Letters to the editor | October 11, 2017

The Tamar River and Silo hotel development.
The Tamar River and Silo hotel development.

Cleaner river

THERE are some enormous sums of money bandied about when discussing cleaning up the Tamar River due to the sewerage contribution.

We seem to be fixated on treating the whole volume of contaminated water that arrives at the treatment plants.

In addition, there are occasions when the volume to be treated is too great, so overflows into the river are occurring.

I wonder if, instead of treating the whole volume of water arriving at treatment plants, whether consideration has been given to treating the sewage before it enters the combined stormwater/sewage drains.

There are many residences in Launceston that have combined systems and we presumably know their addresses.

So, if we were able to automatically inject a measured volume of either chlorine, bromine or iodine solution into those toilet bowls each time they are flushed, this would serve to kill off the e-coli that is causing so much angst.

Alternative treatments include applying ultraviolet light, filtration, ozone or boiling, but these are less practical and less effective.

There may also be a need to mash up the solids in an intermediate tank to increase the surface area for reaction, but this detail is a bit yucky.

If the council paid for the equipment, its installation and the consumables, I am sure residents would be happy to comply.

There would be no need to provide larger water detention dams or replumb the combined sewage/stormwater residences.

Then we only have to concern ourselves with runoff from paddocks where animals defecate and contribute e-coli.

A. Frellek, Trevallyn.

Artistic vision needed

AS THE saying goes "you can put lipstick on a pig but at the end of the day it is still a pig".

Just as you can give a structure a fancy name such as a Warren, half through, underhang truss design and throw fairy dust over it by virtue of fancy lighting.

At the end of the day it  is still just a boring common truss bridge.

Developer Errol Stewart has striven to add aesthetic value to his projects in our city and must feel let down by the choice of bridge launching from his attractive Seaport precinct over to the soon to be completed and equally attractive Silos development.

I can only echo the comment by Alderman Hugh Mckenzie that he (and the collective members of council) are not qualified to make this decision.

This decision should be made by a panel of persons with architectural artistic vision.

The council has dropped the ball.

Alan Roberts, Riverside.

Big brother

IT'S finally come to fruition. Big brother is watching you.

Facial recognition is just the first step in controlling the masses.

Imagine if Hitler or Stalin had had this type of technology in the 1930s. The abuses would have been even more horrendous.

And this is just one of many examples of how facial recognition could be used.

The concept is not horror fiction it is reality.

Its uses could be at rallies, protests, tracking opposition politicians, shopping centres (studying people's shopping habits), and further, the fallibility of the technology itself.

Once again we enter the realms of fallacious reasoning.

State premiers hoodwinked into turning over state powers to the Commonwealth without proper public debate.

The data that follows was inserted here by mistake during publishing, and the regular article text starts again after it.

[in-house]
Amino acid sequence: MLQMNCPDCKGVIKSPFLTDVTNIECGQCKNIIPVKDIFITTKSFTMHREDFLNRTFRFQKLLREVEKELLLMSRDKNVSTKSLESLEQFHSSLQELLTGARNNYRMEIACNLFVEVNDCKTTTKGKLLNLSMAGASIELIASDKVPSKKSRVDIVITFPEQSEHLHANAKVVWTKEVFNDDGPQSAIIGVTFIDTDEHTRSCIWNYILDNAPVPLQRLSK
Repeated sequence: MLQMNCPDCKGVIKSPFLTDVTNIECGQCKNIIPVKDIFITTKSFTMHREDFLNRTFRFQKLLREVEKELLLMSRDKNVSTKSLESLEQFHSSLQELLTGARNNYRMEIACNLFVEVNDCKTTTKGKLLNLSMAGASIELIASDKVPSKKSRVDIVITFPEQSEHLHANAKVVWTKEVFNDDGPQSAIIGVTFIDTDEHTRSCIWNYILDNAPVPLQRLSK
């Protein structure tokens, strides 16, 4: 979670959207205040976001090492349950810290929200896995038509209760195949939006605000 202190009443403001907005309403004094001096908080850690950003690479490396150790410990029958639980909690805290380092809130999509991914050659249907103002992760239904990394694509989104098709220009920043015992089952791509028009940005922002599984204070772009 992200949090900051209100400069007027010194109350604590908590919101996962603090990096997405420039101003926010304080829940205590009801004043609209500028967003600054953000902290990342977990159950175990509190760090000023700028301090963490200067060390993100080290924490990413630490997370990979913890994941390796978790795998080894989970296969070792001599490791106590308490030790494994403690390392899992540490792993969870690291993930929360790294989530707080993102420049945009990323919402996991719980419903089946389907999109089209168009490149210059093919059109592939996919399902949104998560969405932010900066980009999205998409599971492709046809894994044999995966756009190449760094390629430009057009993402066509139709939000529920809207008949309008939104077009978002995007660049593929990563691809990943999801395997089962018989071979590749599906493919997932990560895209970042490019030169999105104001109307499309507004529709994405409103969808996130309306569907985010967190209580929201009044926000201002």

New ideas, philosophies, values and freedoms cease to exist and critical and open discussion is suppressed or paralysed.

Why would any sane person vote for either of the major political parties.

Both parties are bereft of logic, human emotion and sound reasoning.

Our choice is a Hobson's choice.

Mike Smith, Rosetta.

Ghosts of Tasmania’s troubled past

THE goal of the Colonial War was to ultimately destroy a race of people. That is called genocide, John Coulston (The Examiner, September 26).

The only thing that can be done is for the government to step up and start the process to negotiate a treaty. It shows no interest in that, so the ghosts of Tasmania’s troubled past linger on.

Michael Mansell knows all about those ghosts. We should lobby the Tasmanian government to do the fair and proper thing. It is certainly high time.

Elsa de Ruyter, St Helens.

Curious prayer

I FIND it curious that we should be urged to pray for the families of the victims of the recent Las Vegas shootings (The Examiner, October 6).

For those who choose to allow religion into their lives then they must know that it was their God who allowed this monstrous act to occur; so not much point in praying for compassion from such a cruel and uncaring deity. Meanwhile, for those grounded in rational, logic and common sense, a continued effort to instigate tough gun laws in the US and take on the lamentable albeit powerful NRA becomes an even stricter imperative.

Pray all you want, but sure as eggs there’ll be more and more incidents of this kind. Take away the guns and we might see an improvement in the appalling US killings by firearms statistics.

Dave Robinson,Newstead.

Green fairy dust

WAITING for the Greens to have a good idea is a pipe dream that we all share with Malcolm McCulloch (The Examiner, September 30).

One feels that they enjoy being different. That "compromise" is a dirty word, progress a mortal sin, employment a social evil and keeping families together totally undesirable.

Let us be thankful that their tiny voice in the tiny wilderness of their own creation will never form a government.

Len.Langan, Longford.


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